dev-update-1-world-builder-8 dev-update-1-world-builder-6 dev-update-1-world-builder-7

2. A new type of noise function called Cell Noise. These allow us to explicitly expose Voronoi cell noise and grid cell noise. See the shots below. Then some scalar cell transformers to work with the new cell noises. As usual – best to play with this stuff rather than trying to wrap your head around it – unless you don’t mind your head flipping inside out.

dev-update-1-world-builder-3 dev-update-1-world-builder-2 dev-update-1-world-builder-5 dev-update-1-world-builder-4

3. Adding support for having per biome cave, distortion, drop and shrink noise functions. Caves used to be a global property of the entire world, now you can also control them per biome. Important if you want to create huge hollowed out volcanoes – say.


4. A helpful collection of GUI tweaks: zoom now centres on the mouse, node positions and open / closed state is serialised, better auto-layout (we could hardly have made it worse), and a collection of other user control improvements.

5. World block colours can now be controlled in the GUI! No tinkering under the covers in the serialised form. Expect to see more world features gradually exposed.


Everyone who has Instant Access is welcome to play with the builder and create some worlds. If you want to give it a try – email us.

Persistent MMO

Until recently when you walked through a portal to jump between worlds or restarted the game the state of your player (mainly seen by your inventory) wasn’t persisted. We’ve gradually been working on adding support for this. In short, this turns Oort Online from a collect of semi autonomous worlds into a unified MMO. Not hugely visible – but an essential building block for the game.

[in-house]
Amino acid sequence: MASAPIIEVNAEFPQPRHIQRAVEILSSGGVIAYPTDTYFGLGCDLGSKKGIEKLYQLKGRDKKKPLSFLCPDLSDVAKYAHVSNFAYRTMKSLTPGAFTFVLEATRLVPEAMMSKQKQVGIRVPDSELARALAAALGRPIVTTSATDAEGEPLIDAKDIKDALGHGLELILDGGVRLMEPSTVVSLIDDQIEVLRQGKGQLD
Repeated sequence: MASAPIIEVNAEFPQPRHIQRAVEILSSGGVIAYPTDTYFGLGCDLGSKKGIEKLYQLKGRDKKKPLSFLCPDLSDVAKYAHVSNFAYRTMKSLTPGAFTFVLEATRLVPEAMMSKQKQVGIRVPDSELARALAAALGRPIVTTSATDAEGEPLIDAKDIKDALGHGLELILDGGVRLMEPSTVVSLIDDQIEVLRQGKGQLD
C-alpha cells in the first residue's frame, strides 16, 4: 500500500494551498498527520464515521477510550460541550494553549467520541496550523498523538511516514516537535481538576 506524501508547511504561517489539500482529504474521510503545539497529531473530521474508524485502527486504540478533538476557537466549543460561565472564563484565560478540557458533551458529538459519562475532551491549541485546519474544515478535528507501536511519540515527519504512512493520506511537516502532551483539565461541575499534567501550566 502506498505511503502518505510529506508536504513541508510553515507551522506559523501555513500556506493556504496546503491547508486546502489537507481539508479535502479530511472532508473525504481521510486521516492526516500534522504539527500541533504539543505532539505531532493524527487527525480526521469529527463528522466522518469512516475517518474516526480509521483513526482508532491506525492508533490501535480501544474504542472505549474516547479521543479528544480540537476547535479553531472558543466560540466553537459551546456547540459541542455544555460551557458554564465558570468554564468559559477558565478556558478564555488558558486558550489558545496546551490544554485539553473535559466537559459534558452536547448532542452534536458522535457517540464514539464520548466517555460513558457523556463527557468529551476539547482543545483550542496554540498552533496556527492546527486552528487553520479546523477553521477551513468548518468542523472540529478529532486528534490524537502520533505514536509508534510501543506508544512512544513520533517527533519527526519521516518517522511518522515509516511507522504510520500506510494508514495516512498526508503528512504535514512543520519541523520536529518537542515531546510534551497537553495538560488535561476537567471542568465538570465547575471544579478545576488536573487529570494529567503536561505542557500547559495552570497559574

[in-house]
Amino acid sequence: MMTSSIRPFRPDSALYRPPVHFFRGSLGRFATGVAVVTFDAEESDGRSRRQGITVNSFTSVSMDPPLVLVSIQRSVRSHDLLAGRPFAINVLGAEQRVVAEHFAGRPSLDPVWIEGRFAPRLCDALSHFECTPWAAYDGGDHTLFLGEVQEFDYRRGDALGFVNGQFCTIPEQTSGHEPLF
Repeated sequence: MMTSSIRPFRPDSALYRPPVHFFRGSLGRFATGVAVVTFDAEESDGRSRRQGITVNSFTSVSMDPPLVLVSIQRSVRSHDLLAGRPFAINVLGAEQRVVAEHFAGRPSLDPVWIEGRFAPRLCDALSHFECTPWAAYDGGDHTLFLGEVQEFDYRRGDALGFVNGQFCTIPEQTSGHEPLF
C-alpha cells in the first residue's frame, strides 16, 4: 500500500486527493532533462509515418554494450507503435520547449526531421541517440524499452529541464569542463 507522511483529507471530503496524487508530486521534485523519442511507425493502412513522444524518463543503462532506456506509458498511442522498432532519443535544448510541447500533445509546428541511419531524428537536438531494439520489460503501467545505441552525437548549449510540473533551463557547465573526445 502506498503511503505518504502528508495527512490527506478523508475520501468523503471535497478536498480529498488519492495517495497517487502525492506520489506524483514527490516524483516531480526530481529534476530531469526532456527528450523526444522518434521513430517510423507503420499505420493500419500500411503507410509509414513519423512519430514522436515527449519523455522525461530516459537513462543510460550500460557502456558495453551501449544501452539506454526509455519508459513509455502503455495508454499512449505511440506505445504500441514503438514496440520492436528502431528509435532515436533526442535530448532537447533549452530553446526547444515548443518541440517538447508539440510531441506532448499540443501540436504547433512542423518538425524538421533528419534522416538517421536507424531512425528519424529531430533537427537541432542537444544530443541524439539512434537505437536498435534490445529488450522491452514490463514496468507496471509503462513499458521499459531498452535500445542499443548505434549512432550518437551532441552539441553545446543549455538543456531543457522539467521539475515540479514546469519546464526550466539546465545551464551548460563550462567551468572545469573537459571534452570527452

On top of this persistence foundation we can now continue the development of the crafting and inventory systems, and even player or clan permissions on your beacons. So, as you can see it is an extremely important part of the overall game.

Grappling Hooks

We’ve teased this a few times and they’re almost ready to escape. The grappling hook is another example of the physical nature of the Oort Online world. Expect to see many more ways of manipulating and navigating the environment as the game develops.

Art Style

At the simplest level there are 4 stages of art development for the game.

  1. Concept Design
  2. Style Translation
  3. Asset Production
  4. Effects, polish and POST

The concept design is presented on and in the project trailer videos. Before we jump eagerly and adventurously onto asset production, where we create everything from creature models to all the block textures, it’s important we do step 2.

The Style Translation entails us taking the concept art and working out exactly how it translates into the game. Ultimately it’s a combination of technical and artistic effort. What is technically possible? What is visually bold, brave and amazing? What is the art style we intend to use across the game so that it looks stunning and lives up to the concept designs? What is the rendering and shader cost of achieving the target style? What is the production cost? Can we make all the assets quickly?

You may have seen us comment a few times that all the art assets in the game are currently placeholder.

We have a stretch goal of replacing the current block textures with a final set in time for the Steam release. This set will define the look of the art in the game – so we want to make sure we get it right. Iterating the art style later in the project is unbelievably expensive (from a time perspective) so we really need to get it right from the beginning.


Hopefully you can see that we’re working smartly to create a truly amazing game. We’ll continue to release as often as possible, and in between we’ll keep you up to date with progress reports like this.

Any questions – fire in the comments below.

Any ideas for the game – fire them at the forum.

For everything else – fire them @playboundless.